I’ve been spending the last few days of my time in Italy staying with my oldest friend, Catherine, in what is to my mind, the most beautiful house in Tuscany. A stunning farmhouse at the end of a treacherous road where I feel completely at home and happy. I’m incredibly lucky to have my nearest neighbor be one of my closest friends and I always make sure our time here overlaps. I just can’t imagine being here without her. We spent last night at a local festa reminiscing about a slightly more glamorous party that used to be the highlight of every summer but which sadly no longer happens.
Every August, the courtyard of Badia a Coltibuono, a 12th Century monastery outside Gaiole, would be the stage for a concert by students of the famous Academia Chigiana. The classical music was followed by food and drinks in the formal garden while the courtyard was transformed into a disco. Huge ceramic bowls filled with Panzanella and platters of Parma ham, salami and cheese were laid out for the guests to feast on before the dancing began. I decided to recreate the panzanella today and I’m sure the fact that it was so delicious was thanks to every ingredient except the bread coming straight from Catherine’s garden.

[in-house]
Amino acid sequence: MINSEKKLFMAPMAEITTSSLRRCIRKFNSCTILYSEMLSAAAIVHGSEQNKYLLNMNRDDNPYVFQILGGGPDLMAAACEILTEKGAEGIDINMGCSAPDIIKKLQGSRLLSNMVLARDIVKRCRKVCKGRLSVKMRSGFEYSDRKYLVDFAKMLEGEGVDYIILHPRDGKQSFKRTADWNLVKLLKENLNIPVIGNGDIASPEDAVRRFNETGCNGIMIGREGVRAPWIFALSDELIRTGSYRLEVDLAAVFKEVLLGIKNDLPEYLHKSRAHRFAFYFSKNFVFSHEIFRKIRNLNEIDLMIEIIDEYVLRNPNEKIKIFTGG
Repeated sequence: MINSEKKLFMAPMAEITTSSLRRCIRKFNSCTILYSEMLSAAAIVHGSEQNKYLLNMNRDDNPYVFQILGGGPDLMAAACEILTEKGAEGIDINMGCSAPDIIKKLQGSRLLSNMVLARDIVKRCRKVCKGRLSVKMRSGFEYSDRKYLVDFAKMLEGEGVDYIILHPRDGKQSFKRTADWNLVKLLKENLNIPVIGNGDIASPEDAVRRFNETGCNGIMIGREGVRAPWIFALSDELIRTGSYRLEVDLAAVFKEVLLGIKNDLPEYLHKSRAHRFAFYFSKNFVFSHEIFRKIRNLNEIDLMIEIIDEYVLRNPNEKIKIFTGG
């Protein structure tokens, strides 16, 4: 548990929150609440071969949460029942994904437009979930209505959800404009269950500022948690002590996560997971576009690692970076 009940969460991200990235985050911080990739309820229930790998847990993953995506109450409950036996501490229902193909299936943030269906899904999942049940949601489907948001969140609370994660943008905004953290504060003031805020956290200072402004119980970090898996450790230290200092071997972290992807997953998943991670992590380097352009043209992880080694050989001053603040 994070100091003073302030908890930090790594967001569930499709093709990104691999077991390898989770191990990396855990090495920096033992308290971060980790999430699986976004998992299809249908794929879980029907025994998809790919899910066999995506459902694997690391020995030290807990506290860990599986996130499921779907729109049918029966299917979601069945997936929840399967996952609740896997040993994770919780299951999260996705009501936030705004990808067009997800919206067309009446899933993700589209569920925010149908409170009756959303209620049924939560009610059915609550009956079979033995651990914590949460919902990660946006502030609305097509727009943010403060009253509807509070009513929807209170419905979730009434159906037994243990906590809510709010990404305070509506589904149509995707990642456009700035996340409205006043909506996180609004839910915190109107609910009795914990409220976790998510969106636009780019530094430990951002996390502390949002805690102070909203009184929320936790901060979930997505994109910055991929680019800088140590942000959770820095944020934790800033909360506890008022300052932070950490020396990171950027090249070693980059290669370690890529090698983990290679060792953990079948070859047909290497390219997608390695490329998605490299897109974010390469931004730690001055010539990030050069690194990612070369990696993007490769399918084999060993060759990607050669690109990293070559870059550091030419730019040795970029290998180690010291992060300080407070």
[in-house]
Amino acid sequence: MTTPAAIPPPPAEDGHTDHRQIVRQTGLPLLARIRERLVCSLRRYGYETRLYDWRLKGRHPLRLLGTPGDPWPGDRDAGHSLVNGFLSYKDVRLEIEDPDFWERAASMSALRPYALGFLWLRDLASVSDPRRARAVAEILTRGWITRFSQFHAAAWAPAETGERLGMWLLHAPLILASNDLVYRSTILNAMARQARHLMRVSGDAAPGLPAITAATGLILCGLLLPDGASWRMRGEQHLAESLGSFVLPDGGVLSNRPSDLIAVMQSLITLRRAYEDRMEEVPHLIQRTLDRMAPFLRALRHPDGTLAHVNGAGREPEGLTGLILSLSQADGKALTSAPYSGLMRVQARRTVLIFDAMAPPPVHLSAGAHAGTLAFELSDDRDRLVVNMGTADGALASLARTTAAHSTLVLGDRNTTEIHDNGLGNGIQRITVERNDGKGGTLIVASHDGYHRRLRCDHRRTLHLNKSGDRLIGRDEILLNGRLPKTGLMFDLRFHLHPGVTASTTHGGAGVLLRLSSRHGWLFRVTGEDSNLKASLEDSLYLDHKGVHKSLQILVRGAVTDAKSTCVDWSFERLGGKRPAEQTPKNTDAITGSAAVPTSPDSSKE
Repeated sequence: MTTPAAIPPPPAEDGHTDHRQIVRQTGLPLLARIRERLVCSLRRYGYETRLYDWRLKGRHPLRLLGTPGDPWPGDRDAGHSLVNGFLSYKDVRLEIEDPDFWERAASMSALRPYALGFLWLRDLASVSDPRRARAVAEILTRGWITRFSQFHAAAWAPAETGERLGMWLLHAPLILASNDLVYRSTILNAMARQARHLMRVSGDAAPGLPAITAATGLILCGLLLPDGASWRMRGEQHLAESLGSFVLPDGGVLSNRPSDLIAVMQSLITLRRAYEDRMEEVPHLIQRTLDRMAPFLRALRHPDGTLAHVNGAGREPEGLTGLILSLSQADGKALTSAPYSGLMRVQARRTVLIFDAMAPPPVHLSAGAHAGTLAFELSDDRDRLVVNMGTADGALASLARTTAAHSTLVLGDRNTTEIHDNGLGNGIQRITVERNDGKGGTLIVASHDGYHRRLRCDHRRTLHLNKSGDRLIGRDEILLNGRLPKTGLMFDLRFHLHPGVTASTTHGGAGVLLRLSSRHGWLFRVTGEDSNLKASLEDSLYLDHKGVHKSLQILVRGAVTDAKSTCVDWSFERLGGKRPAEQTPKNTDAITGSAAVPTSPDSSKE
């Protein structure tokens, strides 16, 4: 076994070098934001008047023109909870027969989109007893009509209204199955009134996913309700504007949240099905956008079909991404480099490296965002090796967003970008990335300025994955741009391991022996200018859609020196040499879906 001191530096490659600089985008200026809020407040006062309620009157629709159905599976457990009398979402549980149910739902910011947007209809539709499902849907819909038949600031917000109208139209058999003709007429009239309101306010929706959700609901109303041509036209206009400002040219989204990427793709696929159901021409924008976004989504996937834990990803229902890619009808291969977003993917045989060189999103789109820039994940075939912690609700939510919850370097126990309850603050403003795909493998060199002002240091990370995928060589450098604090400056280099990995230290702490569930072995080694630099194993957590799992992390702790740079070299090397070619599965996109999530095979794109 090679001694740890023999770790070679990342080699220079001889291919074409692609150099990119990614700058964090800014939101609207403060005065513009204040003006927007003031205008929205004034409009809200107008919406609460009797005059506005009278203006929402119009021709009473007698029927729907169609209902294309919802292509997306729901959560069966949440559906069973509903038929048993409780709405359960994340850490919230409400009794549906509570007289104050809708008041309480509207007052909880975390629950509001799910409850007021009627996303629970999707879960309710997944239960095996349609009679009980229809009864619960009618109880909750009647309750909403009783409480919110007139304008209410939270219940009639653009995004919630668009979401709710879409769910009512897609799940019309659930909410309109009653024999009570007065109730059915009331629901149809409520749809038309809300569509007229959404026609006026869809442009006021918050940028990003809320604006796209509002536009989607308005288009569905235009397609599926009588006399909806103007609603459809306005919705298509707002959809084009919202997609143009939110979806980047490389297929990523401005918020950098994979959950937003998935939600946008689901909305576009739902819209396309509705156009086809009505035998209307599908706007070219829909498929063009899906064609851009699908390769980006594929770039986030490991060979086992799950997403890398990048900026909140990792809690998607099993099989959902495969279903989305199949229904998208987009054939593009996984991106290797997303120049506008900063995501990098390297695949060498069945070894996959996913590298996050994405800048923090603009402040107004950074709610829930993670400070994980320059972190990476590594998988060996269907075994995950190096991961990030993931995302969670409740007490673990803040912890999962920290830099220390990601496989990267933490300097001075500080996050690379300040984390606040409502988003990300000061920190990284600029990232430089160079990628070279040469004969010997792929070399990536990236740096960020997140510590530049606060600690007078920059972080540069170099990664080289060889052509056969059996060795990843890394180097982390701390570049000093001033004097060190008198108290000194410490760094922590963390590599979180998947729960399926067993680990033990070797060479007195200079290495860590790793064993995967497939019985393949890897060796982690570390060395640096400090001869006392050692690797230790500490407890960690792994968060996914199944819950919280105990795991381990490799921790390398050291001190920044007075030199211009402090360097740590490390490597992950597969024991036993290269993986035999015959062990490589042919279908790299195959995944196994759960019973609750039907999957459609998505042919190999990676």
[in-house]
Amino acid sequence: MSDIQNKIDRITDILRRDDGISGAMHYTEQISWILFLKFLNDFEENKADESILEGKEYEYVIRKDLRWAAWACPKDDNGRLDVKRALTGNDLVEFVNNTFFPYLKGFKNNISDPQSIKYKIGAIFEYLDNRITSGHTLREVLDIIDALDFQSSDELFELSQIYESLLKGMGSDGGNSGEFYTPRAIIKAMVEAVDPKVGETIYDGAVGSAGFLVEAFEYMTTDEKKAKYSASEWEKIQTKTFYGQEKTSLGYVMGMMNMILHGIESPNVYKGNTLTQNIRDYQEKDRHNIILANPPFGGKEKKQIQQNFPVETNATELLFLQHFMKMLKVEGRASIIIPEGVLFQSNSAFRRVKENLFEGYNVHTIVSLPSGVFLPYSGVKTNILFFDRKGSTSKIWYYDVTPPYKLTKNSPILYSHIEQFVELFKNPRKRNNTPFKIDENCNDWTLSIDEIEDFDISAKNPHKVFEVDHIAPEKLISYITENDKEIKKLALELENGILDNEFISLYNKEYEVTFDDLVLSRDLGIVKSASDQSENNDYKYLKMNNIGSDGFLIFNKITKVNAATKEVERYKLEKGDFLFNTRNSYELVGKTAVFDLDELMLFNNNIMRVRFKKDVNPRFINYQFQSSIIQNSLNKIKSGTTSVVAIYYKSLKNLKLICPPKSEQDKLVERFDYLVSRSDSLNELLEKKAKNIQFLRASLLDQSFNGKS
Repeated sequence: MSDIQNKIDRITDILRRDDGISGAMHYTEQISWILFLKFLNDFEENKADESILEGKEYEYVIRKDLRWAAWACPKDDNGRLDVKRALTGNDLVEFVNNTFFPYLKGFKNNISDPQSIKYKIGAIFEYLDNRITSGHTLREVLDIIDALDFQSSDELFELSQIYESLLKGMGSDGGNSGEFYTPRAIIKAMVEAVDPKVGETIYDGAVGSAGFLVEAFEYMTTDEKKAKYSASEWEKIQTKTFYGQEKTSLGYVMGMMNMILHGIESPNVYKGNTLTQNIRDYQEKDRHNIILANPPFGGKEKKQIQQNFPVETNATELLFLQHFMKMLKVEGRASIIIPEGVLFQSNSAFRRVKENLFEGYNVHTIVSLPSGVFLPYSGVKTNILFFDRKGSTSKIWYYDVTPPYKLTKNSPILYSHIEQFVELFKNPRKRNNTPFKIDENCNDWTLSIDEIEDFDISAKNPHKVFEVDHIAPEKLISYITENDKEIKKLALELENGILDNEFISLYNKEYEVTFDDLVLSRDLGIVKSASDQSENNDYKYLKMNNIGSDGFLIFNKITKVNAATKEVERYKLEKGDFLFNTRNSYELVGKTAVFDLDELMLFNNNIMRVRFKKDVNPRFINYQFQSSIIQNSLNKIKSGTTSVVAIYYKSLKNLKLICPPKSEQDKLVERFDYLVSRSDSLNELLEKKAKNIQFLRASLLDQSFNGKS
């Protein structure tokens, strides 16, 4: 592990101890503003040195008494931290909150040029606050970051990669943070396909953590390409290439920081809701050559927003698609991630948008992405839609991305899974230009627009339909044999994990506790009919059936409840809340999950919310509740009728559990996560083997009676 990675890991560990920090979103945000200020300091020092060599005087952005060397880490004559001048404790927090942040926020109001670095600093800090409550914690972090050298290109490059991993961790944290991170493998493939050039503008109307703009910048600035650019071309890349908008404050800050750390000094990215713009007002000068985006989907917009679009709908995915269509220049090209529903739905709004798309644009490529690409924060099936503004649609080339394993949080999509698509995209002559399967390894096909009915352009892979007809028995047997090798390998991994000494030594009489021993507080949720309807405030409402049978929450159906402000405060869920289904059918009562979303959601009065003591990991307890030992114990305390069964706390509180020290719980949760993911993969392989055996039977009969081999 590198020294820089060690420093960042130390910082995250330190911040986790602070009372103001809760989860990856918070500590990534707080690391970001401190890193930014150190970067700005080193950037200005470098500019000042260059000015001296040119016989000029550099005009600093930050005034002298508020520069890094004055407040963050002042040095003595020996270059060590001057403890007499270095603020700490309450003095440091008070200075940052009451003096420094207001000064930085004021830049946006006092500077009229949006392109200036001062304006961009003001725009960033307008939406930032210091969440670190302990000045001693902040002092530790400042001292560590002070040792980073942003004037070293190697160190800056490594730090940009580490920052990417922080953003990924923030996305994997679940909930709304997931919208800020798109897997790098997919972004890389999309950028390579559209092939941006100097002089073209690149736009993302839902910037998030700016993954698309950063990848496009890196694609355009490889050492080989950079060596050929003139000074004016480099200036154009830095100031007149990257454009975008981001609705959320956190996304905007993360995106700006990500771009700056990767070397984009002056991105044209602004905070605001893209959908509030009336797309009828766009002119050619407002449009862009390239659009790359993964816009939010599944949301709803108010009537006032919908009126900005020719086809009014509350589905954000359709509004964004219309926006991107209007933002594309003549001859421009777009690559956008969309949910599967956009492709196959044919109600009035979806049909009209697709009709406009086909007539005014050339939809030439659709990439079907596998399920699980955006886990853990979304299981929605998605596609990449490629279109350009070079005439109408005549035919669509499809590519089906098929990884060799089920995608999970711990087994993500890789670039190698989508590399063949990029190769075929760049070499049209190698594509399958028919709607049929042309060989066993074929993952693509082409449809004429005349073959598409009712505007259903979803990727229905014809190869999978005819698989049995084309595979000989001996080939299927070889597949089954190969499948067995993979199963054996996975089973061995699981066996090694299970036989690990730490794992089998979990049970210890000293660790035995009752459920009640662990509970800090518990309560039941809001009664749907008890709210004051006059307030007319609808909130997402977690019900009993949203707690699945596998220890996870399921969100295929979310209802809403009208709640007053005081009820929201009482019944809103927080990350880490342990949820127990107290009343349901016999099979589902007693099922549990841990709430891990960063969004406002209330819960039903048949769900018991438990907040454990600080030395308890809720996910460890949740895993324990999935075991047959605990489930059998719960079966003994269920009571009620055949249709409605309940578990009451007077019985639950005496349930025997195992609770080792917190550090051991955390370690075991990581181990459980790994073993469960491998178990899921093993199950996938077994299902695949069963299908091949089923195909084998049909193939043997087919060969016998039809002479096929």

4 slices of tuscan bread or good sourdough
1/2 red onion, thinly sliced
1 red pepper, deveined, seeded and sliced into strips
2 large heirloom tomatoes
2 tablespoons red wine vinegar
5 tablespoons extra virgin olive oil
1. The bread should be a little stale. If it is not, you can put it in a low oven for 15 minutes to dry out. Then cut into 1″ cubes.
2. Soak the sliced onions in a bowl of water for 10-15 minutes to bring out the sweetness then drain and dry.
3. In a large bowl, mix the red pepper, tomatoes, bread and red onion.
4. Sprinkle the vinegar and then the olive oil all over the salad and mix well with your hands. Add salt, taste and mix again. Tuscan bread is made without salt so I used quite a lot but it depends on your ingredients.
5. Finish by sprinkling with some chopped basil leaves and leave it to sit for at least 10 minutes. The bread will soak up all the juices of the tomatoes and continue to improve.